In the post below, I wrote about how our email notification system is changing. Instead of sending email notifications for cron job failures and successful executions, we have now rolled out the first phase of our RSS feeds to keep track of your account. This single RSS feed will give an overview of your account.
If you login to your account, you will see the following RSS image: This will give you the RSS Feed for your account. You can use this Feed to view up to the second information about your cron jobs including last successful execution and the number of time it’s failed.
We are thinking through how to evolve this feed to include perhaps the last 5 successful cron job execution times. If you have any thoughts or comments please don’t hesitate to contact us.
Web Based Cron
Update (Apr. 10 5:20pm EST): RSS Feeds are now active.
As of right now, a WebBasedCron user will receive an email if one of the following 3 things happen:
- When they register WebBasedCron will send an email asking to verify the email address
- Every 5 failures the user will receive an email notifying them that their cron job failed
- The user can set the cron job to email them on every successful execution
As WebBasedCron has grown we have been increasingly sending out a substantial number of emails that many relay services could misinterpret as spam. This is completely understandable and from our end (WebBasedCron) a better solution needs to be implemented to ensure we scale properly.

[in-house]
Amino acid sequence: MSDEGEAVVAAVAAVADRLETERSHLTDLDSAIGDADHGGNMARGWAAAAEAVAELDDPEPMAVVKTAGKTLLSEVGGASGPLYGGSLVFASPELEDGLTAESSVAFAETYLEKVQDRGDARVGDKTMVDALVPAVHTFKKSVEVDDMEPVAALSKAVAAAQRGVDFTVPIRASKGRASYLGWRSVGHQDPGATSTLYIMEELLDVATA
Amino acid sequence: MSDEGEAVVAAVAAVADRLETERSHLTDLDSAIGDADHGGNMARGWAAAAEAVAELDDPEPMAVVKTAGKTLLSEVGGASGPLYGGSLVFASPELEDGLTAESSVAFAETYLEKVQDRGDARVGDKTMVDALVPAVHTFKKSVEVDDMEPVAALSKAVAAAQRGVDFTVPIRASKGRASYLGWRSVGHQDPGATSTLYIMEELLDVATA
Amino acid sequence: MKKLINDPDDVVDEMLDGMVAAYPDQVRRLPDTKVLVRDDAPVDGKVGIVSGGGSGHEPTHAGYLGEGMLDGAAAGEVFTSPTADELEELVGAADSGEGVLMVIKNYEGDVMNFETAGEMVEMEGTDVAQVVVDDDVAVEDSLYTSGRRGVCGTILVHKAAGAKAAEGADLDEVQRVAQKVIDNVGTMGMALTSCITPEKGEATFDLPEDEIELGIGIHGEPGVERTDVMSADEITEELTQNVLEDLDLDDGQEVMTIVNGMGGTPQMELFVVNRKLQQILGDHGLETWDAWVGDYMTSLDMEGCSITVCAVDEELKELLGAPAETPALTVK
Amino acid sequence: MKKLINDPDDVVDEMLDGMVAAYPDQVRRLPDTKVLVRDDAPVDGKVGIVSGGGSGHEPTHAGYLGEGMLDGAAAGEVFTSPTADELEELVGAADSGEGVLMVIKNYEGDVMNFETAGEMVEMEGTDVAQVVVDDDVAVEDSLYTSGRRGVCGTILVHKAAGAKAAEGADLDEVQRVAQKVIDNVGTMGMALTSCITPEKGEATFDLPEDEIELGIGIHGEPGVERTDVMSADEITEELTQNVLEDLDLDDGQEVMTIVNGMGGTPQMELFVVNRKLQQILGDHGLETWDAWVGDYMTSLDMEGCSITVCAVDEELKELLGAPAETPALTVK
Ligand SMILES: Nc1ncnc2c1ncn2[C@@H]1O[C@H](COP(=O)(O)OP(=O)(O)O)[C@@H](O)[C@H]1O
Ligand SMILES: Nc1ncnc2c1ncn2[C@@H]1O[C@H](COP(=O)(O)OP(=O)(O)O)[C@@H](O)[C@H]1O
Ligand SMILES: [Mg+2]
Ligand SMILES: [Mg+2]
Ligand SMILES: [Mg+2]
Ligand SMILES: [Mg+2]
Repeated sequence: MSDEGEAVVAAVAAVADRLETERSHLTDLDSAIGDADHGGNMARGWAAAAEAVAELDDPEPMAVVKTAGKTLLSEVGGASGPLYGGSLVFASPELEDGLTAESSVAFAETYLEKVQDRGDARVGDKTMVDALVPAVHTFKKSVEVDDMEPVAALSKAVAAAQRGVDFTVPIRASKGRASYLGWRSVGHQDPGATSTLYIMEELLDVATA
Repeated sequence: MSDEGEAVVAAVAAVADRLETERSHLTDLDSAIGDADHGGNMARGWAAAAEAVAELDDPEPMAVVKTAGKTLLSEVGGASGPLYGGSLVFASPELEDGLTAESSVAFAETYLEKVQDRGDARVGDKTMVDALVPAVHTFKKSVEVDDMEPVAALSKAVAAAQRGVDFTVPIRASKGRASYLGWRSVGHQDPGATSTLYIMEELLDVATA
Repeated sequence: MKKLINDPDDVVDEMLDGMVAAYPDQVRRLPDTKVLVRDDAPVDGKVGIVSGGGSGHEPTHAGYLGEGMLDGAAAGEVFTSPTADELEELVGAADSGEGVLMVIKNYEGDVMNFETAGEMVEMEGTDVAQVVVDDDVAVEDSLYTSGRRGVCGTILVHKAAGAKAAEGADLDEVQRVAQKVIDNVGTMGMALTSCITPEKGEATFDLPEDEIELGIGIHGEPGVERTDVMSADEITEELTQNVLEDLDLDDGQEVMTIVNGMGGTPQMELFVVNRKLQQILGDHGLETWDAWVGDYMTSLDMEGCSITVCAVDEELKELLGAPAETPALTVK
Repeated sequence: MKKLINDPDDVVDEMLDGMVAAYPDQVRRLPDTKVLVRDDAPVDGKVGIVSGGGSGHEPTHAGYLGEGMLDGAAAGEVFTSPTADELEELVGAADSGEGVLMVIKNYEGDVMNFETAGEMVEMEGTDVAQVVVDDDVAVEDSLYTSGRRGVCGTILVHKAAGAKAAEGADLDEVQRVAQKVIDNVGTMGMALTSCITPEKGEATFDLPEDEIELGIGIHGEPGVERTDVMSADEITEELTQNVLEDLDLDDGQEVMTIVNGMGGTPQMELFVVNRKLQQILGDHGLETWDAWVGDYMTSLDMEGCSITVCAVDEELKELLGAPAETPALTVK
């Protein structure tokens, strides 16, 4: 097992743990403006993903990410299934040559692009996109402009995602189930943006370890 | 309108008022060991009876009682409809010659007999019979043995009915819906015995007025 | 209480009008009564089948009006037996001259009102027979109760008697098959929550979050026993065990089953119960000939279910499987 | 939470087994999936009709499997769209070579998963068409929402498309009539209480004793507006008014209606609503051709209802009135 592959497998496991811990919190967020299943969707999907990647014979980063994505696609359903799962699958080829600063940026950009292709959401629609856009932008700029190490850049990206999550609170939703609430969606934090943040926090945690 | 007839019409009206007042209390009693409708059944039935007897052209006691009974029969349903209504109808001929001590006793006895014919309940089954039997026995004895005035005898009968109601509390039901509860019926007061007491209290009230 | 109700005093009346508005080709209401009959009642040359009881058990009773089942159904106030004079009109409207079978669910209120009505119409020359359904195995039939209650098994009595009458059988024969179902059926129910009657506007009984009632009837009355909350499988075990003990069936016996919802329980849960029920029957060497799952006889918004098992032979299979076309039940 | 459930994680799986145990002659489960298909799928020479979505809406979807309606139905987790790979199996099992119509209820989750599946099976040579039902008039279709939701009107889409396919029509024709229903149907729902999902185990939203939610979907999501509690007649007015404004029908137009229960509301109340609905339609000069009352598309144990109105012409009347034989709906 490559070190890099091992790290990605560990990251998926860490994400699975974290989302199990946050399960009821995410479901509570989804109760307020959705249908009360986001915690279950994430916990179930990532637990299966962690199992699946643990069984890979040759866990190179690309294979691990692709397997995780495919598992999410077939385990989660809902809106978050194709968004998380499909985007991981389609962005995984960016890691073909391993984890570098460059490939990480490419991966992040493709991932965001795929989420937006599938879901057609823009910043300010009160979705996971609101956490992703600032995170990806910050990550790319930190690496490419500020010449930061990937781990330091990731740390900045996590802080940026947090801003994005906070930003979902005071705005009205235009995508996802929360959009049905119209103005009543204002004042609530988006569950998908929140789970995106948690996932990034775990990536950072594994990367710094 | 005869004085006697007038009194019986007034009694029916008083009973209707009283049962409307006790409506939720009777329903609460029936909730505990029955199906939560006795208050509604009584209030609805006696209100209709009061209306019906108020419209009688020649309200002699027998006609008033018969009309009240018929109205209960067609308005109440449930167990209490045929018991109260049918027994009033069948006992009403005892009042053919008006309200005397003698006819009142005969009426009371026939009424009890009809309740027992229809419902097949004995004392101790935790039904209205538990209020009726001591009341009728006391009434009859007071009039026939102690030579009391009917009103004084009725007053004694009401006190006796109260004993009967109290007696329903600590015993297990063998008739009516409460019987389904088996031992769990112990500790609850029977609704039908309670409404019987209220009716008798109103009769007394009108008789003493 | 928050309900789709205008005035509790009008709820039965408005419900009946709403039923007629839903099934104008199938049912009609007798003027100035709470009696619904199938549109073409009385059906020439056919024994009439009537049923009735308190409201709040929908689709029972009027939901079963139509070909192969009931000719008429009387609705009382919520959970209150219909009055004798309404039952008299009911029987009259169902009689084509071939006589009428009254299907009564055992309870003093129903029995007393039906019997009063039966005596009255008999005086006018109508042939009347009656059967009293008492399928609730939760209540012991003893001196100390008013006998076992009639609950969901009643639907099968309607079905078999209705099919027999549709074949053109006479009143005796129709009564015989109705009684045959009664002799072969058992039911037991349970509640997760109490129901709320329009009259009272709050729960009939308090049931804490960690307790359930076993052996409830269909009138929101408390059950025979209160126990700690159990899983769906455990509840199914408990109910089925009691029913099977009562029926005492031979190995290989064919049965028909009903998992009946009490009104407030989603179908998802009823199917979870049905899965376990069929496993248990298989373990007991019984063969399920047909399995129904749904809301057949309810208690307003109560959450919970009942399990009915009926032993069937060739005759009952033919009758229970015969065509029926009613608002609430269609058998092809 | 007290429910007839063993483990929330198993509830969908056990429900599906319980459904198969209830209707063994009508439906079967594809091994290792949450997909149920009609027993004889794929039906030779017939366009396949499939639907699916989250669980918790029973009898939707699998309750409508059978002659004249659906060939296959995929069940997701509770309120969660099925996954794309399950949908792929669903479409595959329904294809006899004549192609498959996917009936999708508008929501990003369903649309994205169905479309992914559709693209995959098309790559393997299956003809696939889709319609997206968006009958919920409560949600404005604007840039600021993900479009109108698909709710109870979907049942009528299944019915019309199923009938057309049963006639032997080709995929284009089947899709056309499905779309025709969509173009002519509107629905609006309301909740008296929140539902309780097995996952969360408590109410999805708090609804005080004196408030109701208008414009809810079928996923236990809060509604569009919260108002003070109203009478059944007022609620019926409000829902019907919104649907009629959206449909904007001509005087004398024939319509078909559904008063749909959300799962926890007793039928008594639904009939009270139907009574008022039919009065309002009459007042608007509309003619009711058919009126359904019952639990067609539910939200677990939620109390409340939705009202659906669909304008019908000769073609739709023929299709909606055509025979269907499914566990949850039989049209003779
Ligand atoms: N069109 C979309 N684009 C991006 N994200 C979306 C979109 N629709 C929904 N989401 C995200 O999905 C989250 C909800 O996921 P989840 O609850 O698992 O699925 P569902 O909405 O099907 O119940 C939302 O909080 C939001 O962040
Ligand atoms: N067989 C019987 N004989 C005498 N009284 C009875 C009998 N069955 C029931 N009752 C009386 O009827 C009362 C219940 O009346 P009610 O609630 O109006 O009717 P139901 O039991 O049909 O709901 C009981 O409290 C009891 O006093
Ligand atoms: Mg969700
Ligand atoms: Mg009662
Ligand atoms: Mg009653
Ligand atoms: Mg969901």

Over the next couple days we will be implementing the following changes:
- No emails will be sent out for cron job failures. The only email sent out will be when the cron job is shut off because it surpassed its maximum allowed failures.
- A user will not have the option to receive email notifications of each successful execution.
- Every user will now have an RSS feed that they can subscribe to that will give them up to the second information about their cron jobs.
You will be able to subscribe to this RSS feed and see, for example, the recent cron job execution times and the number of failures. Even if you don’t use an RSS reader, most browsers like Fire Fox and Internet Explorer parse RSS feeds and present the content in a readable format. So just bookmark the URL and view it at your convenience.
I understand that for some of you this means more work to watch and maintain your cron jobs, but this change will ensure WebBasedCron scales and continues to provide world-class cron job support.
More info is coming.
Web Based Cron